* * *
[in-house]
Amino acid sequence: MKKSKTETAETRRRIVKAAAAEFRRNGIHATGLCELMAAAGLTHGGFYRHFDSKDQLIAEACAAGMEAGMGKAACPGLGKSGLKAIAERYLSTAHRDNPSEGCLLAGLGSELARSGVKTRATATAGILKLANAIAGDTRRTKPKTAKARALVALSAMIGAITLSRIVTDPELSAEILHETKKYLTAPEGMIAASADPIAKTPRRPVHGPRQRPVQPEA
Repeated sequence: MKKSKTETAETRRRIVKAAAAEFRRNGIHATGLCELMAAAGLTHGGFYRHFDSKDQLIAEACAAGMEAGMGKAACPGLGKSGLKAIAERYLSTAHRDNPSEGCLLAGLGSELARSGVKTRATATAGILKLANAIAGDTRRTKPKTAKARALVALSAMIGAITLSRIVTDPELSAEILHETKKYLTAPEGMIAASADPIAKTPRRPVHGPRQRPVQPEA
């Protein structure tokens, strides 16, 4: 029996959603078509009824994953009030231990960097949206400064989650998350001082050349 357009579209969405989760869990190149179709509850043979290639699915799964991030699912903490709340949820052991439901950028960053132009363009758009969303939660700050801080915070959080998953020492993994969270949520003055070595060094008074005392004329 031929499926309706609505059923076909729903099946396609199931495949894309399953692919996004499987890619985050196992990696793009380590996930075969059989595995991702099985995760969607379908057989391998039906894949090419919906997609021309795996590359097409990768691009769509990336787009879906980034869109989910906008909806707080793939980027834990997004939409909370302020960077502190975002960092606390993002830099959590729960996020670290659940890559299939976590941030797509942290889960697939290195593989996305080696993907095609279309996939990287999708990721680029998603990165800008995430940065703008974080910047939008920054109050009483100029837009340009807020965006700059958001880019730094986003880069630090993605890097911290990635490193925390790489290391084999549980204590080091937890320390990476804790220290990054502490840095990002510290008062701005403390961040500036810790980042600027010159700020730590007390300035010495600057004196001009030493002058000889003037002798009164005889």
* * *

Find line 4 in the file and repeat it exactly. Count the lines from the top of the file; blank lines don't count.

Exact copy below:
């Protein structure tokens, strides 16, 4: 029996959603078509009824994953009030231990960097949206400064989650998350001082050349 357009579209969405989760869990190149179709509850043979290639699915799964991030699912903490709340949820052991439901950028960053132009363009758009969303939660700050801080915070959080998953020492993994969270949520003055070595060094008074005392004329 031929499926309706609505059923076909729903099946396609199931495949894309399953692919996004499987890619985050196992990696793009380590996930075969059989595995991702099985995760969607379908057989391998039906894949090419919906997609021309795996590359097409990768691009769509990336787009879906980034869109989910906008909806707080793939980027834990997004939409909370302020960077502190975002960092606390993002830099959590729960996020670290659940890559299939976590941030797509942290889960697939290195593989996305080696993907095609279309996939990287999708990721680029998603990165800008995430940065703008974080910047939008920054109050009483100029837009340009807020965006700059958001880019730094986003880069630090993605890097911290990635490193925390790489290391084999549980204590080091937890320390990476804790220290990054502490840095990002510290008062701005403390961040500036810790980042600027010159700020730590007390300035010495600057004196001009030493002058000889003037002798009164005889």